John and Martha Govier sit by their fire at their house in Ryall. He was a shoemaker and also part time postman and carrier. A marvellous record of an elderly couple sitting by their wood fire, kettle boiling while she knits and he reads his paper.

Another wonderful record of an interior of a farmhouse fireplace with Mrs Martha Govier on the right. The photo graph is so sharp that you can see that the Thorleys Food Calender on the left of the overmantle is for the year 1912.

George Dare is seen here with his wife, Annie of Mearhay Farm in Wootton Fitzpaine with their 12 children.

The 1911 Census has Rachel Case `s entry as being aged 95 and was  living with her daughter, Emma and son, Job Case a Mason at Partway in Wootton. The entry also shows that she had 9 children. She finally died when she was 100.

The Manor Rook Shoot at Wootton Fitzpaine in 1908 featuring Page Doble of Manor Farm, Frank Hooper of Higher Pound Farm and John Toms of Hogchester Farm.

Mr and Mrs. Studley, Greenland's, Monkton Wylde with their pets. The other photograph is of Albert and Margaret Larcombe with their children. He was the Butler for the Pass family at the Manor.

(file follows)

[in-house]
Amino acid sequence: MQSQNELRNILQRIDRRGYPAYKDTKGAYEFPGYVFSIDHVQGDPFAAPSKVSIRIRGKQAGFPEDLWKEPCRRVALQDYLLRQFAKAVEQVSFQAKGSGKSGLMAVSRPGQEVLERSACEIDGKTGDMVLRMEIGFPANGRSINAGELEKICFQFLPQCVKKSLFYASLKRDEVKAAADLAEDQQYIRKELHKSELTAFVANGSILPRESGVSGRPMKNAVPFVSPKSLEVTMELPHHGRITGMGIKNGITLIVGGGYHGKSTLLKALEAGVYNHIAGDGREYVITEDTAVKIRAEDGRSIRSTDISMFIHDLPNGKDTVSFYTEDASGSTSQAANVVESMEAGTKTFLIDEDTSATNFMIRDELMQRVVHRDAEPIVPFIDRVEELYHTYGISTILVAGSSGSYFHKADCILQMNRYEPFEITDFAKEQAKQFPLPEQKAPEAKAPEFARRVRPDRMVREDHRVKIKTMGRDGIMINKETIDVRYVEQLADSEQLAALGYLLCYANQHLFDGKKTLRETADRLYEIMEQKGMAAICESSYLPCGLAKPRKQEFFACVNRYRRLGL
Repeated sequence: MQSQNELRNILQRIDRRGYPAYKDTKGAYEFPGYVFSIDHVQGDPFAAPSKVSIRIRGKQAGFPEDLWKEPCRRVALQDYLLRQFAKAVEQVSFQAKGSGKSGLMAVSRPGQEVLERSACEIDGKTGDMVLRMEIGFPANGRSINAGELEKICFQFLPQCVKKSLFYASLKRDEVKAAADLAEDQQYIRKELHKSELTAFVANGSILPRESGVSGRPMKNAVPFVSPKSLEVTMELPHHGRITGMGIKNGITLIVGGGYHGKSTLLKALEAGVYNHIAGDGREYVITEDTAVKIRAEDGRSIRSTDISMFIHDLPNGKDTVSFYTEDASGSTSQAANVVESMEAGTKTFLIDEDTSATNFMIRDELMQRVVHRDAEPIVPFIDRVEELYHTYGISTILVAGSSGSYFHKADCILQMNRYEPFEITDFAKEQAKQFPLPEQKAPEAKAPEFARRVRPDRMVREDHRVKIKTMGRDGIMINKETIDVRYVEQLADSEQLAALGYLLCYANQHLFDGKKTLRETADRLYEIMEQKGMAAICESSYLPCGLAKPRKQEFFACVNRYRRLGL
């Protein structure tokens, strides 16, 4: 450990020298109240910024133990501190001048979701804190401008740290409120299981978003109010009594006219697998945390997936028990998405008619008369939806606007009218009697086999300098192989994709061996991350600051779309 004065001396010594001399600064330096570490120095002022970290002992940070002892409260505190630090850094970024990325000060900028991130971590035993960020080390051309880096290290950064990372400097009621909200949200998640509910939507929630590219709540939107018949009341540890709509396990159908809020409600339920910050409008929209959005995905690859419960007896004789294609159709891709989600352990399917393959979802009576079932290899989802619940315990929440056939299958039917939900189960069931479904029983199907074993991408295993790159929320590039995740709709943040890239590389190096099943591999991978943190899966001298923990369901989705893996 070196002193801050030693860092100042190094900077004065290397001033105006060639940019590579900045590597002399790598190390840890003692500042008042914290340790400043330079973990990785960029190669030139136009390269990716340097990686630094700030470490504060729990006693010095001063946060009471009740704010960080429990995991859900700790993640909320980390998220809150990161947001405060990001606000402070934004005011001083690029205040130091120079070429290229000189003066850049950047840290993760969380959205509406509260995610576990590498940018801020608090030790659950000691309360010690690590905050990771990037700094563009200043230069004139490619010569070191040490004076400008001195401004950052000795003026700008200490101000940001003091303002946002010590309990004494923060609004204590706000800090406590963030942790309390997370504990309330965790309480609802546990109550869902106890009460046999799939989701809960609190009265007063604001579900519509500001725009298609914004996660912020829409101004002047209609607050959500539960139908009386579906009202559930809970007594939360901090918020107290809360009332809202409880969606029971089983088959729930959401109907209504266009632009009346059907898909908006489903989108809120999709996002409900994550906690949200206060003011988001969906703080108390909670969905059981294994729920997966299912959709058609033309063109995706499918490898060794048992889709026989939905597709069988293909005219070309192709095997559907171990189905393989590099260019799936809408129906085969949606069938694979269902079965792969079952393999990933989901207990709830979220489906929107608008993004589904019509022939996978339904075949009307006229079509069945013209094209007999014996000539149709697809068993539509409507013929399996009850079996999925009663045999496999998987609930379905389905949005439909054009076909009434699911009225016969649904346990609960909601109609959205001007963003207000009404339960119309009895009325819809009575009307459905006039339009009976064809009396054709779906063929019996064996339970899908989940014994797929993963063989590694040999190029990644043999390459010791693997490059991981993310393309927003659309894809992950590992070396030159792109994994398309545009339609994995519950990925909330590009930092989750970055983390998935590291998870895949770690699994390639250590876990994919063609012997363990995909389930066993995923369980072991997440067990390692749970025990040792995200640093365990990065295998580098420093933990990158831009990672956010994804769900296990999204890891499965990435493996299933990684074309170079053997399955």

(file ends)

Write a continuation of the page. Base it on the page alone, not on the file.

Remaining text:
Mr. Mark Doble of Manor Farm, Bettiscombe on the left and  Charles and Thurza Wells who lived at Monkton Wyld Cross in a Hawkers Van on the right.

The Whitchurch Canonicorum Bell Ringers in action.

The Old Five Bells at Whitchurch which was rebuilt after being destroyed in a fire.

The Old Post Office on The Green in Morcombelake managed by Mrs Miller who is seen in the entrance.

Whitchurch Canonicorum with its Post Office and Church on the top right hand side of the photograph.

This evocative photograph shows Moores Bakery behind the young lady, very little changed from how it appears today.

Moore's Bread Cart on its deliveries of the villages around Morcombelake.

The lane from the Ship Inn, Morcombelake to Whitchurch Canonicorum showing Manscombe.

A moment in time before automobiles arrived to disturb the silence. A donkey is seen on the right towing a cart piled high with Hay.

The Ship Inn is in the far distance at Morcombelake.

A close up of The Ship Inn at Morcombelake.

Our final photo is that of Samuel and his family on the steps of Nutcombe Cottage. As he would gave said :
" If you have enjoyed my photos a little- you have enjoyed me a lot".